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Hunters tell Jefferson County: Think twice about wolf bounty
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Hunters tell Jefferson County: Think twice about wolf bounty

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BOULDER -- Hunters pleaded with the Jefferson County Commission on Tuesday to not institute a bounty on wolves and mountain lions and said Montana Fish, Wildlife and Parks needs more time to figure out how to better manage them.

But Commissioner Leonard Wortman said their hands are tied if more than 51 percent of the livestock owners in the county petition for the controversial reward system for presenting dead wolf and mountain lion hides. By statute, the livestock producers would have to tax themselves to create the bounty money.

"The statute says we ‘shall' impose a fee if they request we do it," Wortman said. "It's something that comes from the people, from the bottom up. It doesn't come from us."

Wortman and the other two commissioners said they've been hearing concerns from livestock owners over depredation in Jefferson County. And they noted that, when the quota in the Wolf Management Unit they're in was reached, not one wolf had been killed in their county.

"There's got to be an attitude change with Fish, Wildlife and Parks, and, if nobody is willing to do it, Jefferson County is willing to represent Montana," Wortman said. "Agriculture is a big part of our tax base, and we need to protect our county.

"I don't want to exterminate wolves, but we need to get their numbers down."

But Commissioner Tom Lythgoe warned that the bounty could backfire, and he urged ranchers not to move the idea forward.

"The commission needs to be proactive with things we can get accomplished, but I personally don't think bounties are a real good idea that will help us accomplish what we want to get accomplished," Lythgoe said.

Three men who describe themselves as avid hunters and houndsmen said that while they're not big fans of wolves -- and all three were part of the 18,000 people who bought a $19 permit this year to shoot one -- they want the commission to cut FWP and the federal government some slack when it comes to managing wolves. This is only the second year that wolf hunting has been legal in Montana.

"Give them the chance to learn about this, and let the process work a little bit," said Josh Pallister. "It's not that I love wolves, but we are uneducated about them."

He added that he thinks mountain lions and coyotes are killing a lot more fawns, deer and elk calves than wolves.

Rod Bullis of Lincoln said that bounties also are proven to be fraught with fraud.

"It's well-determined in history that bountying is legalized fraud, and I know that money is an issue of concern to every person," Bullis said.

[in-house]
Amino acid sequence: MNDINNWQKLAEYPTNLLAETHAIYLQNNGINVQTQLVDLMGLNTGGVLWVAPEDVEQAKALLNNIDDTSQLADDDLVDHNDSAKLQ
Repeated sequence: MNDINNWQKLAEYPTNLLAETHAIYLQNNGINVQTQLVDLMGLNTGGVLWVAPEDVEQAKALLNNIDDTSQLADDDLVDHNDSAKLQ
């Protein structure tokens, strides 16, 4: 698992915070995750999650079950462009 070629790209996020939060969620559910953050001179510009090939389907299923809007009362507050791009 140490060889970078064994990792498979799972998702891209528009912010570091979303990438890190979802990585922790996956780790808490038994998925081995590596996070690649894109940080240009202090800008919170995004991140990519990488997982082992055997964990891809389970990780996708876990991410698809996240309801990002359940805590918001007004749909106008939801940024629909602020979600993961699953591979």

In addition, Bullis noted that the bounty statute allows for rewarding the killing of mountain lion kittens and wolf pups, and paying for that would smear the state's reputation.

"I question whether Montana values allow the killing of innocent lives," Bullis said. "I think that's certainly not reflective of the people in this room."

Another problem with the bounty is that mountain lions and gray wolves are managed as game animals by Montana Fish, Wildlife and Parks. That state agency sets quotas and hunting seasons; and, as the regulations now stand, shooting game animals like wolves and lions outside of the seasons, taking them without the required permits or killing more than the quota is illegal.

And, since only 145 wolves have been harvested out of the 220 quota this year -- with the season ending for most of Montana on Feb. 15 -- it's unclear whether the bounty would make a difference.

Vanna Boccadori, an FWP wildlife biologist, also urged patience, saying that the state agency has flexibility when it comes to wolf management.

They're being cautious about removing too many wolves from the landscape since FWP doesn't want to have them relisted as an endangered species and have the federal government once again take over their management. However, FWP officials also realize that there are limits to the number of wolves on the landscape that is socially acceptable, so they understand the need to decrease their population.

She estimated that, at this point, Montana probably is home to between 600 and 800 wolves. The state must maintain a minimum of 150 wolves and 15 breeding pairs to keep them from being considered for relisting.

Boccadori noted that FWP increased the quota this year, up from 75 in 2009 (the hunt was canceled due to lawsuits in 2010). FWP is considering extending the season in the Bitterroot Valley beyond the state's Feb. 15 deadline to remove more wolves and also may increase the mountain lion quota there, since an ongoing study seems to show they're the main predator in an area where the elk population has dropped precipitously.

FWP also could change the wolf management units by making them smaller and spreading out the quotas. Trapping is another option that could be considered, or they could allow hunters to take two wolves instead of just one.

"My guess is there will be a lot of things on the table," Boccadori said. "We recognize we need to be flexible and we may have to make changes."

Rancher Bob Sims said that, if a bounty won't work, he thinks that people hunting, fishing and sight seeing should compensate livestock producers for their losses. Those don't just include animals that are confirmed dead by federal agents, but also the weight loss for cattle that are stressed by large predators' presence.

He also thinks that ranchers should have more say in managing wolves than those who just enjoy the benefits, such as hunting and sightseeing.

"I've had people putting elk burgers on my fence posts to feed the wolves," he said. "We can't maintain our living with that kind of tax on our operations."

 

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